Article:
Aflatoxin testing is notoriously variable. Sampling for any contaminant in grains at the parts-per-billion level is highly variable. See Table 2 below for an illustration of this variability.
Table 2. Aflatoxin test results (parts-per-billion, ppb) in ten properly collected samples obtained each of three peanut lots (arranged in ascending order for ease of interpretation).
One can’t prevent this sort of variability when testing for aflatoxin, but one can make it worse by not sampling correctly. The recommended sampling procedure for corn is as follows: Take at least ten probefuls and collect at least 10 lb of corn. The corn must be below 16% moisture unless the test is being performed immediately. Test results from high-moisture corn may not be accurate if the test is delayed, as the fungus can continue to grow and produce aflatoxins. The 10-lb sample must be ground and mixed well before drawing a small subsample for testing. The AOAC International (formerly the Association of Official Analytical Chemists) requires that the entire 10-lb sample be coarsely ground to pass through a No. 14 sieve and mixed, and that a 2- to 4-lb subsample be ground to pass through a No. 20 sieve (about the consistency of fine instant coffee), before aflatoxin testing.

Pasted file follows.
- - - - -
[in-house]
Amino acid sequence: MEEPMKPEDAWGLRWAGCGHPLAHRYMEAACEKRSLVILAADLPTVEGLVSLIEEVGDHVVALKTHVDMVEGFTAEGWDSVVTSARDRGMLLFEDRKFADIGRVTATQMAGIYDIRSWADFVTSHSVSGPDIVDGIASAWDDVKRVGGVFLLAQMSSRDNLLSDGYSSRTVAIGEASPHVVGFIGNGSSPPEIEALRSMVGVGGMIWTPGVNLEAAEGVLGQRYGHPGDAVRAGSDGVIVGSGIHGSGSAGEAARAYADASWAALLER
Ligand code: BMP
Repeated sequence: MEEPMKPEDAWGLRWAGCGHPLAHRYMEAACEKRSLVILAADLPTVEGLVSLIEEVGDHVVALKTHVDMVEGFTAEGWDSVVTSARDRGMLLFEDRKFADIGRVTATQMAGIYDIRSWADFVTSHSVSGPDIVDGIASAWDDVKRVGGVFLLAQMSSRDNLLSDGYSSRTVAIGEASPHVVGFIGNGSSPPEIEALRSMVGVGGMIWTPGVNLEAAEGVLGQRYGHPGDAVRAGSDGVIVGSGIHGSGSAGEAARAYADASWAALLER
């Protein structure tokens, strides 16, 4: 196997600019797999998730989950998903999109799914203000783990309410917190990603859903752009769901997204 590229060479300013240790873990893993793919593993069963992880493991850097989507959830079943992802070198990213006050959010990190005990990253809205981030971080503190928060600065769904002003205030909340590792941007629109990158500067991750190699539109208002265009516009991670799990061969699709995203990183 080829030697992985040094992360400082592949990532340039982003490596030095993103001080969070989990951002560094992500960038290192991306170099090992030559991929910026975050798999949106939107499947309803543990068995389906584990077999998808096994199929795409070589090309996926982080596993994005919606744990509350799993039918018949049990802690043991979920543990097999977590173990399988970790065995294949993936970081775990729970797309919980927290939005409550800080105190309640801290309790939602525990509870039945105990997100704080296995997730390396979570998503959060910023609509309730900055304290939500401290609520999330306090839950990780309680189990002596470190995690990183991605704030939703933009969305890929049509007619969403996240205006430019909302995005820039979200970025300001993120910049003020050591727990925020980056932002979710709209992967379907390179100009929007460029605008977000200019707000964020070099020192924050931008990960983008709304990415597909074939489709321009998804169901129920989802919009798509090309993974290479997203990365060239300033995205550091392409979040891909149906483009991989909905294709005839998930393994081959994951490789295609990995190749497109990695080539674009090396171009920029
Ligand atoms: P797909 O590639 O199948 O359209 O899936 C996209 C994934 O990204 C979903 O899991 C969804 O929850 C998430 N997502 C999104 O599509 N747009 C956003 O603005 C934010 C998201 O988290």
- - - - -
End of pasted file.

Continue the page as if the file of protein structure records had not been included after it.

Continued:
Test kits are available from several manufacturers. Some of these test only for the presence or absence of aflatoxins. Other, more sophisticated kits estimate the concentration of aflatoxin. If using one of these, grain should be ground and mixed as described above, and operators should be well-trained in the use of the particular test kit being employed.